Historian Forges the Past, Perhaps Permanently

A strange and sad story from the National Archives broke today: National Archives Discovers Date Change on Lincoln Record.

Washington, DC…Archivist of the United States David S. Ferriero announced today that Thomas Lowry, a long-time Lincoln researcher from Woodbridge, VA, confessed on January 12, 2011, to altering an Abraham Lincoln Presidential pardon that is part of the permanent records of the U.S. National Archives. The pardon was for Patrick Murphy, a Civil War soldier in the Union Army who was court-martialed for desertion.

Lowry admitted to changing the date of Murphy’s pardon, written in Lincoln’s hand, from April 14, 1864, to April 14, 1865, the day John Wilkes Booth assassinated Lincoln at Ford’s Theatre in Washington, DC. Having changed the year from 1864 to 1865, Lowry was then able to claim that this pardon was of significant historical relevance because it could be considered one of, if not the final official act by President Lincoln before his assassination.

NARA made an excellent short video of the discovery:

I think that NARA is handling this potential scandal exactly right by getting it all out into the open and making it a teachable moment. Over at Civil War Memory (where I became aware of this story) in the comments section Kevin Levin wonders how many subsequent historians have used this falsified document in their description of Lincoln's last days. With Google Book Search we can begin to answer the question. Lowry published his research based on the faked document in a 1999 book Don’t Shoot That Boy: Abraham Lincoln and Military Justice. In Google Books I did a search for lincoln + pardon + "patrick murphy" restricted from 1999 to 2011.

As you see there were only three hits, and one of those is Lowry's book. One of the others is Joshua Wolf Shenk's respected Lincoln's Melancholy. Shenk actually uses the false anecdote that Lowry created to offer a poignant counterpoint to Lincoln's pending assassination on the last page of the last chapter:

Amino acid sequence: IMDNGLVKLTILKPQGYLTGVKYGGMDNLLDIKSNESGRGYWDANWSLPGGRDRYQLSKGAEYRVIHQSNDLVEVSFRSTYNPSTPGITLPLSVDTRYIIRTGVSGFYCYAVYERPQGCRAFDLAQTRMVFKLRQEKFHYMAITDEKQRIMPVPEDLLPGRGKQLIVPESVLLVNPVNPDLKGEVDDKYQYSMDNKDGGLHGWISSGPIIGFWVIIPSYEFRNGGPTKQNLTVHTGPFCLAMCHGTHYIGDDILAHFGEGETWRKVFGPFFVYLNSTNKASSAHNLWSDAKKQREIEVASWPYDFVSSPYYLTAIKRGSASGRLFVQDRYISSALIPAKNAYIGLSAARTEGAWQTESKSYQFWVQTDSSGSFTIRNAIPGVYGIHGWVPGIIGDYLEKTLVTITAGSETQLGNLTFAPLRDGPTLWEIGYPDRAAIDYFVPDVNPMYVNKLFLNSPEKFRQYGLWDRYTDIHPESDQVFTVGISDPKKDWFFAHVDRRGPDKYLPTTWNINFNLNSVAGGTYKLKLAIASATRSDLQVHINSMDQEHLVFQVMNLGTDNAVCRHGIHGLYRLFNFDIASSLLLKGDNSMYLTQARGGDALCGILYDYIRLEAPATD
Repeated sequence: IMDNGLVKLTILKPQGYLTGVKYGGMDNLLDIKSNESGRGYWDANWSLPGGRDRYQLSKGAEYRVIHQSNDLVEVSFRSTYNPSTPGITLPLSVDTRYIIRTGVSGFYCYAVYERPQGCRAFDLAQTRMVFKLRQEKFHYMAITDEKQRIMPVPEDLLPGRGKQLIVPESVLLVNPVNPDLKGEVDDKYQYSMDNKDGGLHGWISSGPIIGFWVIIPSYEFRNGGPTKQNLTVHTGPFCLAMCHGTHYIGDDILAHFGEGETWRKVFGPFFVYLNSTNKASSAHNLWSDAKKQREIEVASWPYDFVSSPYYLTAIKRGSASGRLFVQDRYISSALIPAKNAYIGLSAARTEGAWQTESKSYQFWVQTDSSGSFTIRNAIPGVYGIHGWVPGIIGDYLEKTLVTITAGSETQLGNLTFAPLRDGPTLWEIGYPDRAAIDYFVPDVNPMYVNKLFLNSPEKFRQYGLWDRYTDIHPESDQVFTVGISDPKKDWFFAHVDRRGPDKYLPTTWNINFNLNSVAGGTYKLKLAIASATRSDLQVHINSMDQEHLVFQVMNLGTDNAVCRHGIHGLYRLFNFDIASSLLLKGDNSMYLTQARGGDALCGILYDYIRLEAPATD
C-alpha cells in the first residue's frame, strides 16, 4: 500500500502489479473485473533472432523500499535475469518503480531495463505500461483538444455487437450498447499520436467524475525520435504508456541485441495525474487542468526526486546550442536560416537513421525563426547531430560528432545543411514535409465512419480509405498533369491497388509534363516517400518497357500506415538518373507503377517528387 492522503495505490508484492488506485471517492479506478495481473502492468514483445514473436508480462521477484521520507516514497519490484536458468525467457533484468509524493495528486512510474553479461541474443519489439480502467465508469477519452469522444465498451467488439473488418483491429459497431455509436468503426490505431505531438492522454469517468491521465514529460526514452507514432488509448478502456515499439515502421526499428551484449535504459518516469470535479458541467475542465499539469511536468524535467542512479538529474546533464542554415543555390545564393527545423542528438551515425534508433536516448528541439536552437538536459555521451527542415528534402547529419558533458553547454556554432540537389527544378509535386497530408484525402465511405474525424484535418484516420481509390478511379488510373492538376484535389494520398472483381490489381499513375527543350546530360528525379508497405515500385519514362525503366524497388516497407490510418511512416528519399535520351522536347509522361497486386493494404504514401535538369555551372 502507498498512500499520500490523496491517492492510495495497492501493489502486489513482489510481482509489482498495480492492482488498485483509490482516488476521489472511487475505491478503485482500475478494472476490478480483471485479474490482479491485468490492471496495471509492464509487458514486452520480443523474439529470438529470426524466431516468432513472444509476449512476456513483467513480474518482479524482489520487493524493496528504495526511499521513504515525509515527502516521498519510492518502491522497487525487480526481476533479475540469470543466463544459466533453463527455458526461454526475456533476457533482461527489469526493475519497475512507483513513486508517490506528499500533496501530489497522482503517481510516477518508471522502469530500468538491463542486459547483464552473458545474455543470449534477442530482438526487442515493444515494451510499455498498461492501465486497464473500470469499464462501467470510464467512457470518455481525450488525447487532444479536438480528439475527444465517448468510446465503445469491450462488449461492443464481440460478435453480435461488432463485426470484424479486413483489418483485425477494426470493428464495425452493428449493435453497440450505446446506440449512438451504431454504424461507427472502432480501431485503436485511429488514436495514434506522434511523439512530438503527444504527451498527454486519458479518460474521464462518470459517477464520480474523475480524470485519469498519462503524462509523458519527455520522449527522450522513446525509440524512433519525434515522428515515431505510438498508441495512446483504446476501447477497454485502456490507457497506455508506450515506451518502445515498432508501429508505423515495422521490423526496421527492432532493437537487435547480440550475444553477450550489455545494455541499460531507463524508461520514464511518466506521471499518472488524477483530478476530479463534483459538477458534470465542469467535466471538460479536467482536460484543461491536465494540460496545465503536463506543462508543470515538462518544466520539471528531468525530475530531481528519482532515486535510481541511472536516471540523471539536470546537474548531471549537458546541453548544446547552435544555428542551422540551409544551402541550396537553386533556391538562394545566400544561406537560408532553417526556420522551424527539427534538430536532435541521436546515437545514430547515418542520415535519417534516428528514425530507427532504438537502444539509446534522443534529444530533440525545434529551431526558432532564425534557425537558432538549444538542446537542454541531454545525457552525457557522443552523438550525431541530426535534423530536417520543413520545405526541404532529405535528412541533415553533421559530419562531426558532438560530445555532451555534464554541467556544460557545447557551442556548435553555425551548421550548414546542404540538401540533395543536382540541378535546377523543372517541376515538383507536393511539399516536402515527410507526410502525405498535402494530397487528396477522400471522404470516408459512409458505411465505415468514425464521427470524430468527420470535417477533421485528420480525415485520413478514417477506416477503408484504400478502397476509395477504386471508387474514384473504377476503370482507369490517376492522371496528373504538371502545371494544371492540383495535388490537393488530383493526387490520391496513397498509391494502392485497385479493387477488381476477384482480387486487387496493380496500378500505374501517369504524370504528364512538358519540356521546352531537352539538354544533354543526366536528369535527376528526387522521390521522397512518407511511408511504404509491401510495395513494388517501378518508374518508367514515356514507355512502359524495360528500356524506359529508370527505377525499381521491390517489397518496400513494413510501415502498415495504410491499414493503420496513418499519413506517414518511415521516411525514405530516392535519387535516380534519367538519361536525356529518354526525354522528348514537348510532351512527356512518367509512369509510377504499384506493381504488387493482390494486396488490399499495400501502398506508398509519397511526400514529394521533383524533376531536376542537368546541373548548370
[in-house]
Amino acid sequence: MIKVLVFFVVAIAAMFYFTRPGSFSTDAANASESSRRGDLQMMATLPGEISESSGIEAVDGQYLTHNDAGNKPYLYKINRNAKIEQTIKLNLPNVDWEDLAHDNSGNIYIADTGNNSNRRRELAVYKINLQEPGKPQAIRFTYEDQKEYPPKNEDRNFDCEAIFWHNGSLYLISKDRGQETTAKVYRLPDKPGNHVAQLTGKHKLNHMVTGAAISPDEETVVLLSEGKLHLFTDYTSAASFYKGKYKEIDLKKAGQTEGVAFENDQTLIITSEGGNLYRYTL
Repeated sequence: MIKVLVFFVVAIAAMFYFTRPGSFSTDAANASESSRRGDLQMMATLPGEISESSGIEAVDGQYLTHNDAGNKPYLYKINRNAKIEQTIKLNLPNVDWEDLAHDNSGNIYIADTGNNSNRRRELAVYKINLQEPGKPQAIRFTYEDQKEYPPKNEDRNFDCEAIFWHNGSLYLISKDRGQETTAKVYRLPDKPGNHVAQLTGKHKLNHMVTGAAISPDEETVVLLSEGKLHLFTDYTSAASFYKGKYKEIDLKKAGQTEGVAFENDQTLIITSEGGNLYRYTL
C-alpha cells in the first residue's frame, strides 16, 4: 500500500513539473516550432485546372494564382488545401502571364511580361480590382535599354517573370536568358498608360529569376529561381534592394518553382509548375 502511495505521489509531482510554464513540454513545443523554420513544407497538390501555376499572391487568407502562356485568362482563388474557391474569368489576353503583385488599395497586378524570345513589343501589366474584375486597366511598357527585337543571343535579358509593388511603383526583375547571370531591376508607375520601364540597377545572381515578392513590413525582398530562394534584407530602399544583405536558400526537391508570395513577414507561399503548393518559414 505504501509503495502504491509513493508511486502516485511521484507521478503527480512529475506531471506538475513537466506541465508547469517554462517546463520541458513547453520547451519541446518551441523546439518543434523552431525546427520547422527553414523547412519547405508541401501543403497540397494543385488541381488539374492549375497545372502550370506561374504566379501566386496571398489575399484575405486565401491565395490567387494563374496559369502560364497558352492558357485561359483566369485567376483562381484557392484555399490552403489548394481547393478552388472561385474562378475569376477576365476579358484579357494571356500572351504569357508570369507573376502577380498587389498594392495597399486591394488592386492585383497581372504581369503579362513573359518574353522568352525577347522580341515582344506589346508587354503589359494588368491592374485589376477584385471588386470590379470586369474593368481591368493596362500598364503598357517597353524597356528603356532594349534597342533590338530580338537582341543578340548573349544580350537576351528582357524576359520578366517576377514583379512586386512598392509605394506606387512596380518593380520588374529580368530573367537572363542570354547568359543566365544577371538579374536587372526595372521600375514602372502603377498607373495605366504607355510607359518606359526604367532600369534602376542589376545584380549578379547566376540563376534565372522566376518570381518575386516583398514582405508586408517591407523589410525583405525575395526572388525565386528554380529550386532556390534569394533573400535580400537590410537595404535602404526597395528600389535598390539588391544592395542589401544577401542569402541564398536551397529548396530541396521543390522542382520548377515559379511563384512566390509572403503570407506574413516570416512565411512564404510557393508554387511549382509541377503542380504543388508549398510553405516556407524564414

It is a wonderful piece of historical writing and it is a shame (and no fault of Shenk) that it is not true. Edward Steers makes similar use of the story in his 2005 book Blood on the Moon: The Assassination of Abraham Lincoln. "Murphy's case travelled all the way from California through the tangled military bureaucracy to reach Lincoln's desk on April 14," Steers tells us. "Lincoln studied the file and picking up his pen wrote, 'This man is pardoned and hereby discharged from service. A. Lincoln April 14 1865.' Patrick Murphy would live."

This search through Google Books is not definitive--due to copyright most recent books are available only in snippets and sections from the service and others are not available at all. Probably other recent books use the story as well. The sad thing is that now this story--doomed president granting life to a condemned soldier, only to be himself assassinated hours later--will never go away. It is in print and online, and there is no mechanism for recalling or correcting the thousands of copies of the above books. Though training and peer review should keep it out of future academic biographies, other people will find the story and repeat it in History Day presentations and seminar papers and popular biographies. Long after the disgrace of Thomas Lowry is forgotten, his rewriting of our history will endure.